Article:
Saint Cathróe (circa 900–971) was a monk and abbot. His life is recorded in a hagiography written soon after his death by a monk at the monastery of Saint Felix at Metz, where Cathróe was abbot. Miracles of healing were attributed to Cathróe during his life, and he was considered a saint after his death.
As well as the information it contains on events in Lotharingia and Germany, and on attitudes of the time, Cathróe's life is of particular interest to historians for the light it sheds on southern Scotland in the 10th century.
One clue to Cathróe's background, his name, has also proved to be a stumbling block. In his Life, it is commonly spelt as Cathroe, but other forms are given such as Cadroe (heading) and Kaddroe (3x), which come closer to those used later at Metz (Cadroe, Kadroe). His biographer explains it as meaning "a soldier in the Lord's camp(s)" (bellator in castris Dominis). Some scholars have proposed that what the continental monks heard and transcribed was a Brythonic, more specifically Old Cumbric name, the first element of which represents Cumbric Cat "battle". However, following John Colgan's lead, David Dumville favours a Goidelic etymology. He points out that the personal name Cathróe is attested in Old and Middle Irish and can be explained as a compound meaning "battle-field" (Cath, cognate with Welsh cat, + róe).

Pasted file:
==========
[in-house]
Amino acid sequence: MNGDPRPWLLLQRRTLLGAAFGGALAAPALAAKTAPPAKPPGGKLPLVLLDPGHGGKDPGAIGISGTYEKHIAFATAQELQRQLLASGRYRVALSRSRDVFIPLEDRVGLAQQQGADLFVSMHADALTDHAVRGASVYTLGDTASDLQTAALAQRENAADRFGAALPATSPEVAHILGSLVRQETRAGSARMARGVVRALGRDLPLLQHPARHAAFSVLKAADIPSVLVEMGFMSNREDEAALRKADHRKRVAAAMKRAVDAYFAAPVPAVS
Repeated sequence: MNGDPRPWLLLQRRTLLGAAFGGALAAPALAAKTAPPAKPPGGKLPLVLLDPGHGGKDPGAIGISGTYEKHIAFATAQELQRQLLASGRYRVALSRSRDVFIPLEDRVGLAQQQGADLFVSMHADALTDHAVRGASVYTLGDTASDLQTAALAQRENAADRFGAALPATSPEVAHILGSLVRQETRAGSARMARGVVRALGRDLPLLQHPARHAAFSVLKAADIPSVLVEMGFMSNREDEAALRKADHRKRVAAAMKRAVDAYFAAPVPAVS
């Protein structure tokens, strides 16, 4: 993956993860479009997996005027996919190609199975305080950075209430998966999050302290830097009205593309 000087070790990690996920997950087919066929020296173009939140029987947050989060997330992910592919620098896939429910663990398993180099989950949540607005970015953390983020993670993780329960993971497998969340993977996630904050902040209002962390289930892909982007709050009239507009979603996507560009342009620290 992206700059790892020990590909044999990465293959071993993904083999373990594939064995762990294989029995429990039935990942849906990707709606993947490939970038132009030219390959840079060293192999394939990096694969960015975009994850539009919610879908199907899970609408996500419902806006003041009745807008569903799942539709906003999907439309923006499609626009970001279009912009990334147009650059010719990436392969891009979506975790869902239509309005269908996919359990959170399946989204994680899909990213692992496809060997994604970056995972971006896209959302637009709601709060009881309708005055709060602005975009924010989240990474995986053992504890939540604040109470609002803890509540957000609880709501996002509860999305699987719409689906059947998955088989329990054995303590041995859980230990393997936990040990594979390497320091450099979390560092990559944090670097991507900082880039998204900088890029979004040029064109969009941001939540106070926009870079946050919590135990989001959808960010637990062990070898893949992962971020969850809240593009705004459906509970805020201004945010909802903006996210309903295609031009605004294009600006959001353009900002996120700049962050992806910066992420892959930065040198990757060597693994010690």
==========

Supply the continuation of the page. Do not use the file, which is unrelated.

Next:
Cathróe was born circa 900. His father's name is given as Fochereach, a nobleman, his mother was Bania, who came from a similar background. After the birth of a brother with the Goidelic name Mattadán, Cathróe was fostered with his paternal uncle Beanus (Saint Bean; there were several Gaelic saints of this name).
Bean sent his nephew to study in Ireland, at Armagh, where he seems to have learned both Latin and Greek. He returned to Scotland, to teach in his uncle's monastery. Visions persuaded Cathróe to leave Scotland as a pilgrim. The hagiographer tells us that "the king that ruled the land, Constantine by name, hastened to hold back [Cathróe]". Cathróe entered the "house of the blessed Brigit", presumed to be the monastery dedicated to Saint Brigid of Kildare at Abernethy. "A certain abbot, called Maelodair [Máel Odran]" persuaded King Constantine to allow Catroe to leave, and to help him on his journey. "Then all emulously rendered assistance with gold and silver, with raiment and horses' and they sped [Cathróe] with God's blessing; and conducted by the king himself he came to the Cumbrians' land." The writer tells us that King Dovenaldus ruled the Cumbrians, and that he was Cathróe's kinsman. The king escorted Catroe to Loidam Civitatem (read as Leeds or Carlisle), "which is the boundary between the Cumbrians and the Northmen".
In York, Cathróe was welcomed, the writer claims, by King Eric, whose wife was a relative of Cathróe's. This is problematic as Eric Bloodaxe is not thought to have ruled York at the time of the journey, and Eric's wife Gunnhild was said to be Norwegian.
One Ousmann (or Reimann or Erimann) wrote a hagiography.